"27 years is far too long to wait."
As we headed up IR-71 from Louisville, we passed through the storms. Big storms. Thunder, lightning, and rain. Animals departing in pairs. Well, maybe not that bad, but I guess a few worms crawled into convenient apples. We discussed the situation, and debated which small Cincinnati area park to visit. Knowing that downtown Cincinnati is plagued with road construction at the moment, the decision was made to take the Eastern leg of IR-275 around to Kellogg Ave. Just immediately West of IR-275, on Kellogg, adjacent to the Ohio River, is Coney Island. This is the park where the modern amusement park began. This was where uniformed ride operators operated rides grouped around broad, sparkling midways, certainly not the seedy, dirty, dangerous-feeling places that Walt Disney hated so much. It was a showplace of Philadelphia Toboggan products, one of America's premier amusement parks, which provided many inspirational cues that showed up at Disneyland and other latter-day amusement parks.
But all of that changed in 1971. With grandiose plans, Taft Broadcasting bought the park, closed it, moved anything that was portable and bulldozed anything that wasn't. Well, okay, so they spared the swimming pool and a couple of other buildings. They got half of the Moonlite Gardens down before the dance floor stopped the bulldozer. But the Lost River, Shooting Star, Wildcat, and Teddy Bear all fell before it was over. The tragic destruction was made bearable for the local population only because it was accompanied by the construction of Kings Island up in Kings Mills.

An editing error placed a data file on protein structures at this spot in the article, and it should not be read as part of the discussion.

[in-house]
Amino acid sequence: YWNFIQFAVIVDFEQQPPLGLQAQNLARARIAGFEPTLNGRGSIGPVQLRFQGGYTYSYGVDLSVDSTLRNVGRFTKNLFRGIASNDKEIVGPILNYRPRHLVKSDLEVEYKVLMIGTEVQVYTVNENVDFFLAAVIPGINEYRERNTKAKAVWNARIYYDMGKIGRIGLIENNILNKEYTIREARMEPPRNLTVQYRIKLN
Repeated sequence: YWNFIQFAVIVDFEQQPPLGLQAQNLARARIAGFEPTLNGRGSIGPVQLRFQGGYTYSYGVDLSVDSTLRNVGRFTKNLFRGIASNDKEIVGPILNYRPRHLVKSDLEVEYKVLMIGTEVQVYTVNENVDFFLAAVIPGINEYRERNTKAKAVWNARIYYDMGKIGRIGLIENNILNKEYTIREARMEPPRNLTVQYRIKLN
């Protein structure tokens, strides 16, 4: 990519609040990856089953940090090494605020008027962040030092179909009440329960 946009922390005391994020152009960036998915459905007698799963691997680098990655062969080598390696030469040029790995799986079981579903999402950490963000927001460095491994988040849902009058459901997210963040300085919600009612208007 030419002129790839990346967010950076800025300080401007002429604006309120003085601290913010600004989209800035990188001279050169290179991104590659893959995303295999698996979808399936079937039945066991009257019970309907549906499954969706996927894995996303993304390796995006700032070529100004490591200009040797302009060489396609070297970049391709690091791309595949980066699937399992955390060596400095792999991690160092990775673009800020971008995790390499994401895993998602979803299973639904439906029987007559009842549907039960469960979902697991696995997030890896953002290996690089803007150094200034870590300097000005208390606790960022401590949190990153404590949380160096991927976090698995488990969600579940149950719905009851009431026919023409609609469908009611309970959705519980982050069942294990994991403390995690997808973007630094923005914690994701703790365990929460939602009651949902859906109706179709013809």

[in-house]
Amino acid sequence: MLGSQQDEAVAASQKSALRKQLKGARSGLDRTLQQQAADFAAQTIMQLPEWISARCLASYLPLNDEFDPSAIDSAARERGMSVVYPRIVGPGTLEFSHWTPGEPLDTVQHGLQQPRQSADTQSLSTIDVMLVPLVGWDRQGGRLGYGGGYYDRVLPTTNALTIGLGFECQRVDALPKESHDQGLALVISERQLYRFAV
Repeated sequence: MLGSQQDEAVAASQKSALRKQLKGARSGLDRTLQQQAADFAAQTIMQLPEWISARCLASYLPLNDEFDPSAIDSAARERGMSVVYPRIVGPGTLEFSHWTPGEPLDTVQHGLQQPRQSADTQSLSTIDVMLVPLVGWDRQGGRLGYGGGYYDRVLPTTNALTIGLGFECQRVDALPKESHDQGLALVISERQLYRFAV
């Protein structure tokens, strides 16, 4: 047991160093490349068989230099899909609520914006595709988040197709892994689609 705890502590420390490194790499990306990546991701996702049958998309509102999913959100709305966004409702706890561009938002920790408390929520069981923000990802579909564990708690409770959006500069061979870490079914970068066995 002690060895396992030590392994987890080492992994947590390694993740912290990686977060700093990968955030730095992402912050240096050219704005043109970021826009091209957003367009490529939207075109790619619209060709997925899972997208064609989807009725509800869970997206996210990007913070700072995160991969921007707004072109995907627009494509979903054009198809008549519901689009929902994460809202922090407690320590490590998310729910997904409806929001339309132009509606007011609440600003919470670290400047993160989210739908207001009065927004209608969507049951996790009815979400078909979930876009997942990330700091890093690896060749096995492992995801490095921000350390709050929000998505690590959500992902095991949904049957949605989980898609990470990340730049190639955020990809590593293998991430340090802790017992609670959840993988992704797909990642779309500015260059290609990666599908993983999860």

The broadcasting group retained the ownership of Coney Island, and largely prevented Coney from rebuilding to compete with Kings Island. The pool remained open, and the picnic grove remained, but not much else. Parts of the land were sold off to allow for the creation of the Riverbend Ampitheatre. But the roller coasters were gone forever.
Or so it seemed.
Paramount bought Kings Island, and Coney Island began to awaken once again. The picnic business picked up and Coney Island became one of Cincinnati's largest food service operations. A number of flat rides were installed.
Now, in 1999, 27 years after the last Coney Island coaster was unceremoniously bulldozed, there is a roller coaster at Coney Island. It's a steel Galaxi called the Python, and like the Americana coasters that Coney Island owns, it runs only one two-car train.
We parked the car in the lot right behind the coaster ($4!), entered the grounds, and sought out a ticket booth. Because it was after 4pm, we paid $4 (instead of $7) for our POP passes. Ride tickets are also available for $0.50 each. We waited in the long line, and after about 20 minutes took our ride on the Python, in the back seat.